Ok, week 5 is – I think in Tim’s words a Psyche Evaluation. Running through emotional strengths and weaknesses and what you – as a writer – find easy and hard. And using those things to write better. (This feels like doing a SWOT analysis – Strength Weakness Opportunities and Threats – on your emotional strengths as a writer)
I find this a bit though. It’s the mixing of real emotions in with fictionalised events that I’m struggling with. I’ve spent most of my life I think boxing away certain emotions so they don’t overwhelm me, and I’ve always been guarded in writing from my heart – I have no problem writing from my brain (which is probably why all of my published writing is really articles on how to do things in computers/art) – but writing from the heart is hard.
Today’s writing exercise was a tough one too, taking one of the emotions we did yesterday and building a free write around that without mentioning the emotion.
What I really want out of this course is the inner strength to sit my ass down and write a comic. I have a handle on a lot of the fundamentals of this, but to really write something true and real I think I need to dip in and not be embarrassed, ashamed, guilty or in any other way afraid to deep dive in to my heart for emotional truths.
I’m not sure I can do that.
Here’s today’s snippet – just remember, these are draft zeros, there’s no editing and I often, frequently, in fact almost always, start with the intent of writing one thing and at some point it changes in to another (these are things that a second, third, fourth draft would resolve mind you, so I’m less worried about them). Anyway. Here it is…
He stood in line. Waiting. In front of him some oldster was attempting to put coins in the machine. The machine that probably hadn’t seen coins in decades. He wanted to tell her to get a move on. But he also wanted her to just live her life without some idiot screaming at her.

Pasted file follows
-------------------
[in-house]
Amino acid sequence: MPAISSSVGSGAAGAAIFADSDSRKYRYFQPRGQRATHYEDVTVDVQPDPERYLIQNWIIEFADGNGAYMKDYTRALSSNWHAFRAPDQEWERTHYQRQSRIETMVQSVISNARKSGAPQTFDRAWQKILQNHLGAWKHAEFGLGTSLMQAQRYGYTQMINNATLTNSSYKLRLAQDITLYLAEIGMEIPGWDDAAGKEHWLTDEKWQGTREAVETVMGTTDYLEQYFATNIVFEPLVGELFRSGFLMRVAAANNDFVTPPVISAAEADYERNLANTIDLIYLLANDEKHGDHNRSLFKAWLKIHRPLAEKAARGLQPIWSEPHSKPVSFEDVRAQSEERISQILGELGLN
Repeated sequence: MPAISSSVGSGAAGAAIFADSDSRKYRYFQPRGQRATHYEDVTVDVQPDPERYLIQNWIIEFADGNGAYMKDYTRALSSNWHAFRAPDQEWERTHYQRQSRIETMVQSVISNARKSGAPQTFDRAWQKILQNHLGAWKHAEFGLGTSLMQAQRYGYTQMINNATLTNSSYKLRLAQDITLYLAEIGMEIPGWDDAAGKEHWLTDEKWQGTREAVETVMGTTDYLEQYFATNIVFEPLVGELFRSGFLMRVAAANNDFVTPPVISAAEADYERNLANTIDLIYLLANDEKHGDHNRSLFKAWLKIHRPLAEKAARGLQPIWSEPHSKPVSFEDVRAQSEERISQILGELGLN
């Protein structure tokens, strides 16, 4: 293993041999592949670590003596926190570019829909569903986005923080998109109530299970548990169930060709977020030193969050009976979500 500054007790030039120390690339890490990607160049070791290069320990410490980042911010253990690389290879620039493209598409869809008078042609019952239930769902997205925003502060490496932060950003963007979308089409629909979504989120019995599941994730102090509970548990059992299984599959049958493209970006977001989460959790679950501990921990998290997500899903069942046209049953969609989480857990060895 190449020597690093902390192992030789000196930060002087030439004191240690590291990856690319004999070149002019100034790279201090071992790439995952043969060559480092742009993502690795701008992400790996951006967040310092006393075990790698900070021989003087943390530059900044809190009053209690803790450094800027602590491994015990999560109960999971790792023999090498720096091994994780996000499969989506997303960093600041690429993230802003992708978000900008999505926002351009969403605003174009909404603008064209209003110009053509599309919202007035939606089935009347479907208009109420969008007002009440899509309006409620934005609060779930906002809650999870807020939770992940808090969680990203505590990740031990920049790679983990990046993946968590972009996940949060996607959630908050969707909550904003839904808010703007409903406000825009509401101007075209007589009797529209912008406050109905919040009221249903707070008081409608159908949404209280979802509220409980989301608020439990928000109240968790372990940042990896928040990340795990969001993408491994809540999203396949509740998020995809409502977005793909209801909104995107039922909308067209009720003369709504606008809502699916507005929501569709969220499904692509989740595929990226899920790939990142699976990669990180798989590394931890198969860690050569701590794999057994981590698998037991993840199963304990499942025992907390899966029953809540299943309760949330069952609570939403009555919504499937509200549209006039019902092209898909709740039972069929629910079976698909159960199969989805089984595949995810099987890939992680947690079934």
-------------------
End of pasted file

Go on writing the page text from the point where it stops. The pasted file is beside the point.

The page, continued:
He looked down at the ground, and frowned. The ground, a grey slab, in a grey world. Everything was grey. Everything would continue to be grey for some time, he imagined.
The old woman fumbled around, he turned around to look who was behind, some kids. Kissing. Normally he’d be angry, wishing they could keep that stuff private. But he was a changed man now. Nothing was the same and he… Well, he couldn’t find it in his heart to be angry at someone else’s happiness. They’ve probably no sense of how long they’ll ever have together. What was the old woman’s story? Had she found love as a kid too? Was she on her own as he would be?
It’s only been one day. He’d bought a sandwich, but it tasted like ash, so he binned it after a single bite. He should be hungry, but he had no appetite.
He’d woken up that morning and the world was dimmer. He was dimmer. And yet, the day was the day, the world was the world and work was work. He couldn’t just drop everything.
If she’d died he could. If she’d died, suddenly there’d be room for sympathy. People would know. They’d give him time, they’d give him space. They’d let him be.
They wouldn’t expect him to stand in a fucking queue and pay for parking.
But she hadn’t died. It was worse than that. Death at least has closure.
She’d left him, and he couldn’t find a way to change her mind. She’d left him and he couldn’t find a reason for her to stay. She’d left him and he couldn’t find a reason.
So he got up, got dressed, went to work, his insides replaced by an automaton.
It was his wife.
“Yeah, I’m just getting a ticket.”
“Ok, well, look, I’m going in to the shops, Matilda needs the loo, give us a buzz when you get in, ok?”
If she’d died he could’ve mourned her and said she was a friend. He could have let his wife see a fraction of his grief. Not all of it. There’d be no point in destroying that relationship. But enough that he wouldn’t have to fend off questions about why he was being “so bloody mopey